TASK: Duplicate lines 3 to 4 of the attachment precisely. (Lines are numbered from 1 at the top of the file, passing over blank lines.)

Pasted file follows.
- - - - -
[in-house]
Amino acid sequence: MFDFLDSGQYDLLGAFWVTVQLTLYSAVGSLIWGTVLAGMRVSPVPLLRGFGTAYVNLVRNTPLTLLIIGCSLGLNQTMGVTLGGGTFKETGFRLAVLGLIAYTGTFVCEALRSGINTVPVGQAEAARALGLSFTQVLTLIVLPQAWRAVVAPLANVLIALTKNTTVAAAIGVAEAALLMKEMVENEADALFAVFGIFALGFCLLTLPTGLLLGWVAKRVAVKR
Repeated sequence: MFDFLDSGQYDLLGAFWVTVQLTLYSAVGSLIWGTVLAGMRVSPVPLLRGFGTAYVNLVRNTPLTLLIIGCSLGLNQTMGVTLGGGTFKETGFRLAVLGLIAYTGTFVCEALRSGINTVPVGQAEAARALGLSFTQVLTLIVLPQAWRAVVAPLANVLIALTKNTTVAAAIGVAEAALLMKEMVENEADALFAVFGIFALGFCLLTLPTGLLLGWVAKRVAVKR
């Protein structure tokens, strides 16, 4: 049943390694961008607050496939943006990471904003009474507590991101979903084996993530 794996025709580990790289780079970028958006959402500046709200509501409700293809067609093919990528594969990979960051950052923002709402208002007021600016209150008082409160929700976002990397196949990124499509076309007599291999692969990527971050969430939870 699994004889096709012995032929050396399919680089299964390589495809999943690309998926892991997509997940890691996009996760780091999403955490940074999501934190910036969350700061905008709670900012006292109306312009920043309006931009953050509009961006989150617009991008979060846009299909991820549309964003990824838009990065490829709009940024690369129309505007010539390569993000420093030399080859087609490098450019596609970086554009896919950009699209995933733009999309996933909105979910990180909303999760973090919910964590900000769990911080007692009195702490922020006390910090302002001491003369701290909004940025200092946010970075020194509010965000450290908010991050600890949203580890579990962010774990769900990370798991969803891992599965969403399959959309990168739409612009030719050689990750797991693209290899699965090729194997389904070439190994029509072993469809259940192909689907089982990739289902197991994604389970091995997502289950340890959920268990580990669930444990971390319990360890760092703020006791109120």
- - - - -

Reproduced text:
Repeated sequence: MFDFLDSGQYDLLGAFWVTVQLTLYSAVGSLIWGTVLAGMRVSPVPLLRGFGTAYVNLVRNTPLTLLIIGCSLGLNQTMGVTLGGGTFKETGFRLAVLGLIAYTGTFVCEALRSGINTVPVGQAEAARALGLSFTQVLTLIVLPQAWRAVVAPLANVLIALTKNTTVAAAIGVAEAALLMKEMVENEADALFAVFGIFALGFCLLTLPTGLLLGWVAKRVAVKR
């Protein structure tokens, strides 16, 4: 049943390694961008607050496939943006990471904003009474507590991101979903084996993530 794996025709580990790289780079970028958006959402500046709200509501409700293809067609093919990528594969990979960051950052923002709402208002007021600016209150008082409160929700976002990397196949990124499509076309007599291999692969990527971050969430939870 699994004889096709012995032929050396399919680089299964390589495809999943690309998926892991997509997940890691996009996760780091999403955490940074999501934190910036969350700061905008709670900012006292109306312009920043309006931009953050509009961006989150617009991008979060846009299909991820549309964003990824838009990065490829709009940024690369129309505007010539390569993000420093030399080859087609490098450019596609970086554009896919950009699209995933733009999309996933909105979910990180909303999760973090919910964590900000769990911080007692009195702490922020006390910090302002001491003369701290909004940025200092946010970075020194509010965000450290908010991050600890949203580890579990962010774990769900990370798991969803891992599965969403399959959309990168739409612009030719050689990750797991693209290899699965090729194997389904070439190994029509072993469809259940192909689907089982990739289902197991994604389970091995997502289950340890959920268990580990669930444990971390319990360890760092703020006791109120």